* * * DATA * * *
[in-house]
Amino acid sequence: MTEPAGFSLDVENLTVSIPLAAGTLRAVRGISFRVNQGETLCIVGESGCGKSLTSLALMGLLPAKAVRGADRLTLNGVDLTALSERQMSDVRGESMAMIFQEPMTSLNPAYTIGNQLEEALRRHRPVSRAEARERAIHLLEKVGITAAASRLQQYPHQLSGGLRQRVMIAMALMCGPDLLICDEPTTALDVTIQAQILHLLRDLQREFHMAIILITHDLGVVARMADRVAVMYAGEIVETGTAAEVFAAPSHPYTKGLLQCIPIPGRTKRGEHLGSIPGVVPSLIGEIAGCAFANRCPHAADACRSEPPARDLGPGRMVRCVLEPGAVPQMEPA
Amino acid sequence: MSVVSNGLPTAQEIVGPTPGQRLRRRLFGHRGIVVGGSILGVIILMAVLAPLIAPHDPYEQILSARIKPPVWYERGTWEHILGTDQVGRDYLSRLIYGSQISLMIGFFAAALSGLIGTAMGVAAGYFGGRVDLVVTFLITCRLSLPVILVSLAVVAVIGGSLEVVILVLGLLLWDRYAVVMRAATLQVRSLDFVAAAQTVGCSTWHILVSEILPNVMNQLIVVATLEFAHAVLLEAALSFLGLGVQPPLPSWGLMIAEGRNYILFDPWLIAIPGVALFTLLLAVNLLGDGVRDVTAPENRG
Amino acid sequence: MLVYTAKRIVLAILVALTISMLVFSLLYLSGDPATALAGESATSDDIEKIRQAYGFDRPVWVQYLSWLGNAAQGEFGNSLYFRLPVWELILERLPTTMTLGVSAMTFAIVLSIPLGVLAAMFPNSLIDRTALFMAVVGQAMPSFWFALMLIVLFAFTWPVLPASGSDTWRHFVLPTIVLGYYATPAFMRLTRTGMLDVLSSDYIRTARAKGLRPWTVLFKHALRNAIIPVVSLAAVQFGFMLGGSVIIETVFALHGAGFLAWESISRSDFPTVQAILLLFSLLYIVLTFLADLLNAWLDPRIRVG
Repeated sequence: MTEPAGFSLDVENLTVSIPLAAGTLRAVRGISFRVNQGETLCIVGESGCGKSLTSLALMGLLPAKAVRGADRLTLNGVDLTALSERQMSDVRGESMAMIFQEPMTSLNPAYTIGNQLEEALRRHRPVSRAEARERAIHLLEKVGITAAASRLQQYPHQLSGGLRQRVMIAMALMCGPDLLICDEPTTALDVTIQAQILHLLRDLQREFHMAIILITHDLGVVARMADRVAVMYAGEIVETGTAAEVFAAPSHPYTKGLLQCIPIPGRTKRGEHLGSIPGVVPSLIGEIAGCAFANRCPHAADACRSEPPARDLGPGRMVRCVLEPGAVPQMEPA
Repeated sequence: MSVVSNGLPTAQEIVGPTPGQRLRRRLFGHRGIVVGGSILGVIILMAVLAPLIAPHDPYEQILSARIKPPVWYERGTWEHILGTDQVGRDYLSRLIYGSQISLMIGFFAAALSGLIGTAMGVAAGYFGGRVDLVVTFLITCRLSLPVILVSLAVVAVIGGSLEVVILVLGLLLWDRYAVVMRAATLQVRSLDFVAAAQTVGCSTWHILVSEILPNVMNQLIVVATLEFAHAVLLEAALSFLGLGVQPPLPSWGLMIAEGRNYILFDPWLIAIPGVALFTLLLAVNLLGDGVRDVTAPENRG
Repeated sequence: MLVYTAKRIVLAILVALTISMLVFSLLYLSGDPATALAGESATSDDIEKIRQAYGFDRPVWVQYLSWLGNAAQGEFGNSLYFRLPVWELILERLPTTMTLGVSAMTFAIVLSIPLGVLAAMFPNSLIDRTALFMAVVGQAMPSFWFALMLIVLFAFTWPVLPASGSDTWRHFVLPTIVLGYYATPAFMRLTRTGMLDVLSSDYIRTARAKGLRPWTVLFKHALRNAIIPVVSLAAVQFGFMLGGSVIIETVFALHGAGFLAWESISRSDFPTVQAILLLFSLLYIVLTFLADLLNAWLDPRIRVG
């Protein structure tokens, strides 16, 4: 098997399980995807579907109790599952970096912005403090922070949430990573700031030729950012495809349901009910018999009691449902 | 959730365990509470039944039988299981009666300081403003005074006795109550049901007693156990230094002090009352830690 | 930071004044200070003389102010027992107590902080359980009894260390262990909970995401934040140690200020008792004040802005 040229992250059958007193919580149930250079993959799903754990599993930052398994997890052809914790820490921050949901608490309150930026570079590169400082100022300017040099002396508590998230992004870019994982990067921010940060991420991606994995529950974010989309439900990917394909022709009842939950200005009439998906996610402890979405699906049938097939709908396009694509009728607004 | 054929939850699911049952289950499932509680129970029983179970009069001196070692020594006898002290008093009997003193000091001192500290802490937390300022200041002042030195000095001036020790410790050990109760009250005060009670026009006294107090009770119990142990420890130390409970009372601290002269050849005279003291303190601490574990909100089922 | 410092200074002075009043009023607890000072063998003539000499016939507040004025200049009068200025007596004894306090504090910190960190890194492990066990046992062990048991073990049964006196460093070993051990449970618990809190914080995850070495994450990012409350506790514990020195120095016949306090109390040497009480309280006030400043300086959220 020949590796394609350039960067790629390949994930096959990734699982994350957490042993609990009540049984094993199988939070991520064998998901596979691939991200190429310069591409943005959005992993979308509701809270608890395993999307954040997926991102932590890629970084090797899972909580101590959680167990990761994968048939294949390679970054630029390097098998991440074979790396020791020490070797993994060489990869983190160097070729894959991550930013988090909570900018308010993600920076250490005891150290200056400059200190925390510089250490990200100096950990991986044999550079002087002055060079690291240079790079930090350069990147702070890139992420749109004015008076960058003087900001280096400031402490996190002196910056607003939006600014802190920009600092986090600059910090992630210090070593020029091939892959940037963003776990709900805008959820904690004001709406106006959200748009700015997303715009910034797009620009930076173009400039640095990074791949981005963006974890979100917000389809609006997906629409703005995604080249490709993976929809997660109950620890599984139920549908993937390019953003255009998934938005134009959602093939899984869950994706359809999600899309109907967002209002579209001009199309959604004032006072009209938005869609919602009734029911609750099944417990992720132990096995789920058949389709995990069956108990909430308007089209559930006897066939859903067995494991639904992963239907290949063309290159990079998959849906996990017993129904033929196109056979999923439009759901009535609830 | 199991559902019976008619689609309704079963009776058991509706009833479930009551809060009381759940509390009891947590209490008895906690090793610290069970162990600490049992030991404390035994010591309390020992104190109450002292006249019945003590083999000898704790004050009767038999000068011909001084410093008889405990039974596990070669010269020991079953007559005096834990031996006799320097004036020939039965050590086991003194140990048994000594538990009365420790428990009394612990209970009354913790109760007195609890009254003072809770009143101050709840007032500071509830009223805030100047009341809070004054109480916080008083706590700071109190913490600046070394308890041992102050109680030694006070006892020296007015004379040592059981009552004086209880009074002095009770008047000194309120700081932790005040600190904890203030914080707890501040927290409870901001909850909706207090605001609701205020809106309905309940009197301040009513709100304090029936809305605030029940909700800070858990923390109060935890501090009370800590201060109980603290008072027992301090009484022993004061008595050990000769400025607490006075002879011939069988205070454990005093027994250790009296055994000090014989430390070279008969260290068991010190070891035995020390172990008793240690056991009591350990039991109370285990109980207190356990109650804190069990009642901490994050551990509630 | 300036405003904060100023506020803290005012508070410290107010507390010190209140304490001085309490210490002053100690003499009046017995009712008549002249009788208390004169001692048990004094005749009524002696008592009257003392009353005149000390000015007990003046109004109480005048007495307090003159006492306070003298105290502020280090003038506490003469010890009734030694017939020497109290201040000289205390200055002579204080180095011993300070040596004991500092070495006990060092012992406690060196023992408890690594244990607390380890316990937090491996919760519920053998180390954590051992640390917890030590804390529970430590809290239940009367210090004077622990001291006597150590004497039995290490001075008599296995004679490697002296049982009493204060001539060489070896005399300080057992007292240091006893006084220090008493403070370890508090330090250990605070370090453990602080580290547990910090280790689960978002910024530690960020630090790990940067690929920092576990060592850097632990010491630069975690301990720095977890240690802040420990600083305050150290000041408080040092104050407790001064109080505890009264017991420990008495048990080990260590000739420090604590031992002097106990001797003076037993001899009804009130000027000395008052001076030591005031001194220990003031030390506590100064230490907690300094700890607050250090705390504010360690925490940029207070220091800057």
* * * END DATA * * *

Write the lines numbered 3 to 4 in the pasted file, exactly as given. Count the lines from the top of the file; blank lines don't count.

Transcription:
Amino acid sequence: MSVVSNGLPTAQEIVGPTPGQRLRRRLFGHRGIVVGGSILGVIILMAVLAPLIAPHDPYEQILSARIKPPVWYERGTWEHILGTDQVGRDYLSRLIYGSQISLMIGFFAAALSGLIGTAMGVAAGYFGGRVDLVVTFLITCRLSLPVILVSLAVVAVIGGSLEVVILVLGLLLWDRYAVVMRAATLQVRSLDFVAAAQTVGCSTWHILVSEILPNVMNQLIVVATLEFAHAVLLEAALSFLGLGVQPPLPSWGLMIAEGRNYILFDPWLIAIPGVALFTLLLAVNLLGDGVRDVTAPENRG
Amino acid sequence: MLVYTAKRIVLAILVALTISMLVFSLLYLSGDPATALAGESATSDDIEKIRQAYGFDRPVWVQYLSWLGNAAQGEFGNSLYFRLPVWELILERLPTTMTLGVSAMTFAIVLSIPLGVLAAMFPNSLIDRTALFMAVVGQAMPSFWFALMLIVLFAFTWPVLPASGSDTWRHFVLPTIVLGYYATPAFMRLTRTGMLDVLSSDYIRTARAKGLRPWTVLFKHALRNAIIPVVSLAAVQFGFMLGGSVIIETVFALHGAGFLAWESISRSDFPTVQAILLLFSLLYIVLTFLADLLNAWLDPRIRVG